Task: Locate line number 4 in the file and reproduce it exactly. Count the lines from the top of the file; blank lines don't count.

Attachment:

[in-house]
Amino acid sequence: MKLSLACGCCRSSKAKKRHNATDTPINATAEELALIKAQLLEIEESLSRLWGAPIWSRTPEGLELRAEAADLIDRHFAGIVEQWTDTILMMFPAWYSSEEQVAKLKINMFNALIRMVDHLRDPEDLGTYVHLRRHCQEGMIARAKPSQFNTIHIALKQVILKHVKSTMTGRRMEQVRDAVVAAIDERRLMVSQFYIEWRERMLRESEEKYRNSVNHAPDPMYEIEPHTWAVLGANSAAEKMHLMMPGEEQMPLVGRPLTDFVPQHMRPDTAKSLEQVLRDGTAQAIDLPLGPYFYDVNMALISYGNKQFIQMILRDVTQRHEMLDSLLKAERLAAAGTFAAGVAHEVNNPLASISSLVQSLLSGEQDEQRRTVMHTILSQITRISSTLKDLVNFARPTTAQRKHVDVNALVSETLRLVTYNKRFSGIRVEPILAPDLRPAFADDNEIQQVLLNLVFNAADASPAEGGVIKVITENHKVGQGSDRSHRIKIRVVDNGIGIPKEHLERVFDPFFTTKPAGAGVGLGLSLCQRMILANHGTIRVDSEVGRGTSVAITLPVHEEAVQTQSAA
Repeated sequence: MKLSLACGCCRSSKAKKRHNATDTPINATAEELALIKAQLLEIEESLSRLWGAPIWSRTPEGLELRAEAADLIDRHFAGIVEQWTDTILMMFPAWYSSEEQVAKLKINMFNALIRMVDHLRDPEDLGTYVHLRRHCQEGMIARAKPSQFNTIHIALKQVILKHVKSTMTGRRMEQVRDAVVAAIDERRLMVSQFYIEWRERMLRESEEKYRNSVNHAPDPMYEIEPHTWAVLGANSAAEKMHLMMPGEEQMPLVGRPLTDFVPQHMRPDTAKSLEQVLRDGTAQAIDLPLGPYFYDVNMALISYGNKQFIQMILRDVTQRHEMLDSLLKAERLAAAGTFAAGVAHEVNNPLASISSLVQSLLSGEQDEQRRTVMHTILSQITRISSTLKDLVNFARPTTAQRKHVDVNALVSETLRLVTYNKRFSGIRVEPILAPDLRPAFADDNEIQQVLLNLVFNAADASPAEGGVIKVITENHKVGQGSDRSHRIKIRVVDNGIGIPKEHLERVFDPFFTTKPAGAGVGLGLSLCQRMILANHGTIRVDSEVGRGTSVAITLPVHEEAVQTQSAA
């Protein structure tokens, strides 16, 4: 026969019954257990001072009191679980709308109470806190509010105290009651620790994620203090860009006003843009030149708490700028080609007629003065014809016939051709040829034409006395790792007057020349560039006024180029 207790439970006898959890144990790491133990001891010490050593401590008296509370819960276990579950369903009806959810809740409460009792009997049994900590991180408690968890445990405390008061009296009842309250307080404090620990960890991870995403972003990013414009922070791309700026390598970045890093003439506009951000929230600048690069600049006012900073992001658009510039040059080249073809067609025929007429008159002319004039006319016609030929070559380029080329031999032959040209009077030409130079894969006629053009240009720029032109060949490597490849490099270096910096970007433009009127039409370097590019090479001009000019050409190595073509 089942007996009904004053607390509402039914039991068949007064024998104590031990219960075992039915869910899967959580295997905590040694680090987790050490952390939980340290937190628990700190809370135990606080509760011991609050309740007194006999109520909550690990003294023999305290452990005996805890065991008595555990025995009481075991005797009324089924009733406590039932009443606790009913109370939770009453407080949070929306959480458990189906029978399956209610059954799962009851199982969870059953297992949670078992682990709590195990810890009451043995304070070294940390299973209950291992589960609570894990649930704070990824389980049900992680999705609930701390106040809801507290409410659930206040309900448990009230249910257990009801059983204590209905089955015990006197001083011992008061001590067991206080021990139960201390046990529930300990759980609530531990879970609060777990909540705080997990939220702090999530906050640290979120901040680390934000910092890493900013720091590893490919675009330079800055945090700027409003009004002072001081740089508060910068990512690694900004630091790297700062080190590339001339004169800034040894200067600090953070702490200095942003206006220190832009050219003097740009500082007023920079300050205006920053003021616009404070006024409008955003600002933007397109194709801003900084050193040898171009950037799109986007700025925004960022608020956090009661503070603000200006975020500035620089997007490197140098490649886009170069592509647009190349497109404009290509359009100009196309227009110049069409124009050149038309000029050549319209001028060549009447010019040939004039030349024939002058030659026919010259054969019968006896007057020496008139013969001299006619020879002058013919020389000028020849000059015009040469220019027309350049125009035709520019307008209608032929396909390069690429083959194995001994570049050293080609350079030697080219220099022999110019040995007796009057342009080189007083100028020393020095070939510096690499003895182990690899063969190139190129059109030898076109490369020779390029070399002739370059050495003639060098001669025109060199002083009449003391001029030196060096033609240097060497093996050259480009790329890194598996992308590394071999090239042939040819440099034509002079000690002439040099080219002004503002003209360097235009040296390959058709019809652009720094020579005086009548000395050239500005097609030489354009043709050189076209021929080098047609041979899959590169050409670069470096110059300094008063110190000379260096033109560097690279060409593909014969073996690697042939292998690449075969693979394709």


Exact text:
């Protein structure tokens, strides 16, 4: 026969019954257990001072009191679980709308109470806190509010105290009651620790994620203090860009006003843009030149708490700028080609007629003065014809016939051709040829034409006395790792007057020349560039006024180029 207790439970006898959890144990790491133990001891010490050593401590008296509370819960276990579950369903009806959810809740409460009792009997049994900590991180408690968890445990405390008061009296009842309250307080404090620990960890991870995403972003990013414009922070791309700026390598970045890093003439506009951000929230600048690069600049006012900073992001658009510039040059080249073809067609025929007429008159002319004039006319016609030929070559380029080329031999032959040209009077030409130079894969006629053009240009720029032109060949490597490849490099270096910096970007433009009127039409370097590019090479001009000019050409190595073509 089942007996009904004053607390509402039914039991068949007064024998104590031990219960075992039915869910899967959580295997905590040694680090987790050490952390939980340290937190628990700190809370135990606080509760011991609050309740007194006999109520909550690990003294023999305290452990005996805890065991008595555990025995009481075991005797009324089924009733406590039932009443606790009913109370939770009453407080949070929306959480458990189906029978399956209610059954799962009851199982969870059953297992949670078992682990709590195990810890009451043995304070070294940390299973209950291992589960609570894990649930704070990824389980049900992680999705609930701390106040809801507290409410659930206040309900448990009230249910257990009801059983204590209905089955015990006197001083011992008061001590067991206080021990139960201390046990529930300990759980609530531990879970609060777990909540705080997990939220702090999530906050640290979120901040680390934000910092890493900013720091590893490919675009330079800055945090700027409003009004002072001081740089508060910068990512690694900004630091790297700062080190590339001339004169800034040894200067600090953070702490200095942003206006220190832009050219003097740009500082007023920079300050205006920053003021616009404070006024409008955003600002933007397109194709801003900084050193040898171009950037799109986007700025925004960022608020956090009661503070603000200006975020500035620089997007490197140098490649886009170069592509647009190349497109404009290509359009100009196309227009110049069409124009050149038309000029050549319209001028060549009447010019040939004039030349024939002058030659026919010259054969019968006896007057020496008139013969001299006619020879002058013919020389000028020849000059015009040469220019027309350049125009035709520019307008209608032929396909390069690429083959194995001994570049050293080609350079030697080219220099022999110019040995007796009057342009080189007083100028020393020095070939510096690499003895182990690899063969190139190129059109030898076109490369020779390029070399002739370059050495003639060098001669025109060199002083009449003391001029030196060096033609240097060497093996050259480009790329890194598996992308590394071999090239042939040819440099034509002079000690002439040099080219002004503002003209360097235009040296390959058709019809652009720094020579005086009548000395050239500005097609030489354009043709050189076209021929080098047609041979899959590169050409670069470096110059300094008063110190000379260096033109560097690279060409593909014969073996690697042939292998690449075969693979394709």